Spread the jam over the top of the cake, leaving about a ½in border around the edges, and then pile high with strawberries. Try not to dig in before your guests arrive.


    This cake stores well enough in the refrigerator, but you’re not going to have to worry about that for long.

    Keep the pan goo in the fridge for a couple of weeks. A month seems like maybe too long.

  • Chocolate orange babka

    Jason says: “The number of babkas I made while working on this recipe is second only to the number of babkas I ate. It was worth the struggle; this one is my idea of perfect. It’s soft and sticky, but not too sticky. Sweet, but not too sweet, and loaded with chocolate without being difficult to handle.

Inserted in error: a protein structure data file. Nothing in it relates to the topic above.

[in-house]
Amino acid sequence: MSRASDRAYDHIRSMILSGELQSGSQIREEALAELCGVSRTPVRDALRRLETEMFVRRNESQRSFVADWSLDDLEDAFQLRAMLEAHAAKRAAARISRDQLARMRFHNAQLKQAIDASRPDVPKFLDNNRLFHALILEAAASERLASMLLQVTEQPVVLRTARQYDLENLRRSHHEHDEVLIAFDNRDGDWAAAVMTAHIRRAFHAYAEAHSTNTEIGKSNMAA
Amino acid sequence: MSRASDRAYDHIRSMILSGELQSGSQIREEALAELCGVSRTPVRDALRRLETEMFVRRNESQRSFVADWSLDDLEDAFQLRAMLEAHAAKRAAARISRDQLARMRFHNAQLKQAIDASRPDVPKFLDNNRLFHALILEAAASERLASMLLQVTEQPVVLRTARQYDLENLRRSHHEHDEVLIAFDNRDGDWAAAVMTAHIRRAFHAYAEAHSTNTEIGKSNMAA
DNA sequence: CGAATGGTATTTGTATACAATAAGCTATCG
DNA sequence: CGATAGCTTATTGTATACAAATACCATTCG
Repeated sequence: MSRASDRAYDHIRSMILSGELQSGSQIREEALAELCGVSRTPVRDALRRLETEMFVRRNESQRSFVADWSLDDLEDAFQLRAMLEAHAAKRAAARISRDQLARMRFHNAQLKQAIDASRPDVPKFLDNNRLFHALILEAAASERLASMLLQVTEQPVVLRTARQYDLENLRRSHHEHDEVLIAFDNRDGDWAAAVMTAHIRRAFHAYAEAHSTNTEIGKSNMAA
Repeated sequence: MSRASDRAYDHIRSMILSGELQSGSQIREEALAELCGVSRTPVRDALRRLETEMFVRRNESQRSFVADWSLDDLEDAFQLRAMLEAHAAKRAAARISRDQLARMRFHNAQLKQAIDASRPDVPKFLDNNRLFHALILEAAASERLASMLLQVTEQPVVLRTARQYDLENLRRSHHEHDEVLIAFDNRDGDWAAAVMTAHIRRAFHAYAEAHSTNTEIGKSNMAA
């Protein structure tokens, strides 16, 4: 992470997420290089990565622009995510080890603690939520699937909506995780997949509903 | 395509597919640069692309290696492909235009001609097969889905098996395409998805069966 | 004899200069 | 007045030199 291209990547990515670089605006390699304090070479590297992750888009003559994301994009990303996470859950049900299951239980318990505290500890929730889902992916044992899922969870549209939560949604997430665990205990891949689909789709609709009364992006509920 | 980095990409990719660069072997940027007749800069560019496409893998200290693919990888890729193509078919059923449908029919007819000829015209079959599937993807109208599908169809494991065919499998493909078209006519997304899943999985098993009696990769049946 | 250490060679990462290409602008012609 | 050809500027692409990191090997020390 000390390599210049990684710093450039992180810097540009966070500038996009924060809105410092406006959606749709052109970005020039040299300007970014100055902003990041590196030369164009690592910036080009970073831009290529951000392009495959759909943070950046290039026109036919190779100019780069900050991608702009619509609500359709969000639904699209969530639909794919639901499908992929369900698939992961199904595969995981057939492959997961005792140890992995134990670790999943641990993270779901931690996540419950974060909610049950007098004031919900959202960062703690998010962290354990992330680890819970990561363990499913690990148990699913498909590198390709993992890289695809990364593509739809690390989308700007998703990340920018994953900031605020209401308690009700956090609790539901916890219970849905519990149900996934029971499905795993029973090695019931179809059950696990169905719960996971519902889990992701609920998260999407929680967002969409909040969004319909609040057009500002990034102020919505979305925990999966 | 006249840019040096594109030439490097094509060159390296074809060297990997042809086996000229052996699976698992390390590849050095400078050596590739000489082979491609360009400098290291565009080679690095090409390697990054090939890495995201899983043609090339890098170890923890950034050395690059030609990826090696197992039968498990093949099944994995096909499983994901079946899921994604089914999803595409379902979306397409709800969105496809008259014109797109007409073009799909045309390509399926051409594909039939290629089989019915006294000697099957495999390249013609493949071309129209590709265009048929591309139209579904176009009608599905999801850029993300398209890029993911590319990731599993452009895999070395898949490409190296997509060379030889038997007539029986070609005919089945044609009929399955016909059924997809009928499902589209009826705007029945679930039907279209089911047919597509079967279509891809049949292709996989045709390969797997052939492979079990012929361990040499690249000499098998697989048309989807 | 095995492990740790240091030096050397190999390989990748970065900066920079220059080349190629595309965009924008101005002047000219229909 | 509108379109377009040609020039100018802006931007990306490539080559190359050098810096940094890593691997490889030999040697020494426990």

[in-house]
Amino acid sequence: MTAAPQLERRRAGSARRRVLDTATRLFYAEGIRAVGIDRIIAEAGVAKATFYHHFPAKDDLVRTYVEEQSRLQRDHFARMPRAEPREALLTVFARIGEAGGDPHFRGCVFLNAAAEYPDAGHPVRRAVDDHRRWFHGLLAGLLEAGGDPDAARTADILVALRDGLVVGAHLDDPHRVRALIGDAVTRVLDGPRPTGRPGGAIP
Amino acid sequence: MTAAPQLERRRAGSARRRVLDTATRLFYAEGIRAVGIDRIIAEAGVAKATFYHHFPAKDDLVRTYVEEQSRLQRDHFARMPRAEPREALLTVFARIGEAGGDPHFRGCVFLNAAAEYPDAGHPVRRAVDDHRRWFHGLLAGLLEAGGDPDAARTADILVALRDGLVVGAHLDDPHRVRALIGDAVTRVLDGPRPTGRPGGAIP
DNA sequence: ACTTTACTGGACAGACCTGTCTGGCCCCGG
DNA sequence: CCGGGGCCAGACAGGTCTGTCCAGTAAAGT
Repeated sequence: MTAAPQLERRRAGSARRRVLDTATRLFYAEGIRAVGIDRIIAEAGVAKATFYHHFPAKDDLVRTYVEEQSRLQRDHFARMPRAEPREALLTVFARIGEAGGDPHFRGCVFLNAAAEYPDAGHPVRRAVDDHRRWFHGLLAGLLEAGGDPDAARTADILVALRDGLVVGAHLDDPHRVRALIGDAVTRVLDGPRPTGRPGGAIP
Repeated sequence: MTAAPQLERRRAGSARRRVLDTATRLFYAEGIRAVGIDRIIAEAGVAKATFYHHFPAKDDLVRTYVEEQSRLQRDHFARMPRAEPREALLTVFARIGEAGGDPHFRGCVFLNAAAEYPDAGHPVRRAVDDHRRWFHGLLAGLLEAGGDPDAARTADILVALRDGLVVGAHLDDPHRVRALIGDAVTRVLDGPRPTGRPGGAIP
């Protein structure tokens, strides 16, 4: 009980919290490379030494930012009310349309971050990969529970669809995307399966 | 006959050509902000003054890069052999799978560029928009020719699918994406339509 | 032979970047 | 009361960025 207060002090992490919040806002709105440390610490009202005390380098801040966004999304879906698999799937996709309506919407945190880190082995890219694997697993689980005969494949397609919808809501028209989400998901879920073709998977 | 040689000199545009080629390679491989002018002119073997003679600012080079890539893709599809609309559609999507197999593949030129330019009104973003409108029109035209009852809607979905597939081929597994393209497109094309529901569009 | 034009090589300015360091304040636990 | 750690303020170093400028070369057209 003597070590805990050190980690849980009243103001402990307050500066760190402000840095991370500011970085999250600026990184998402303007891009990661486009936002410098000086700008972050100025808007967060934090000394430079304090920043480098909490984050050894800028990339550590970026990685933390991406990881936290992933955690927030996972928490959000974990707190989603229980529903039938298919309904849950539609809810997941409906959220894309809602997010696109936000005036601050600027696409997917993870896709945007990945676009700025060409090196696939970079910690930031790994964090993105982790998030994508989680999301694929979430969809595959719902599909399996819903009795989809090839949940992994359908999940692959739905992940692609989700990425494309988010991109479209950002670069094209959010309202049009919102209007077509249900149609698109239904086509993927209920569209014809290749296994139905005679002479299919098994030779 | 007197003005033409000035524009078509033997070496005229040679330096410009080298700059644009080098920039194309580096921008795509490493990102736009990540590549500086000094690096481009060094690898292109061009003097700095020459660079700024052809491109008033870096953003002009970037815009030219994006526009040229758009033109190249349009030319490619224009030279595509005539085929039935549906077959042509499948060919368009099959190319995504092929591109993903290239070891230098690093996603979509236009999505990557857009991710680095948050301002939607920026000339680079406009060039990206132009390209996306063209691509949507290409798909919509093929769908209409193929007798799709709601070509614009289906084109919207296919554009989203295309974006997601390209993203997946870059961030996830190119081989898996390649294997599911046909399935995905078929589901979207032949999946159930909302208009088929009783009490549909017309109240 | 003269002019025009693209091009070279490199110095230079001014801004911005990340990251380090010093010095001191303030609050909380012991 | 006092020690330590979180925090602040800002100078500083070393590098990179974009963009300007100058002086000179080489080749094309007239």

“I’ve called for a sweeter percentage of chocolate to balance the bitterness of the marmalade. For those who simply can’t stand the orange stuff, feel free to swap in another flavour of jam at your discretion. Refrigerating the dough overnight makes the dough easier to shape and the babka more flavourful.”

    Makes about 8 servings

    Difficulty: advanced


    For the dough:

    • 125ml whole milk, warmed to about 43°C
    • 4 ½ tsp instant yeast (14g, or two 7g envelopes)
    • 1 whole large egg, plus 1 large yolk
    • 71g granulated sugar
    • 2 tsp pure vanilla extract
    • 1 tsp finely grated orange zest (from 1 orange)
    • 355g plain flour, plus additional for dusting
    • 1 tsp freshly ground cardamom
    • 1 tsp coarse salt
    • 4 tbsp unsalted butter, softened, plus additional for greasing the bowl

    For the filling:

    • 50g best quality dark chocolate, preferably around 55% cacao, finely chopped
    • 3 tbsp unsalted butter 
    • 3 tbsp icing sugar 
    • 2 tbsp unsweetened cocoa powder, preferably Dutch-processed 
    • 1 pinch coarse salt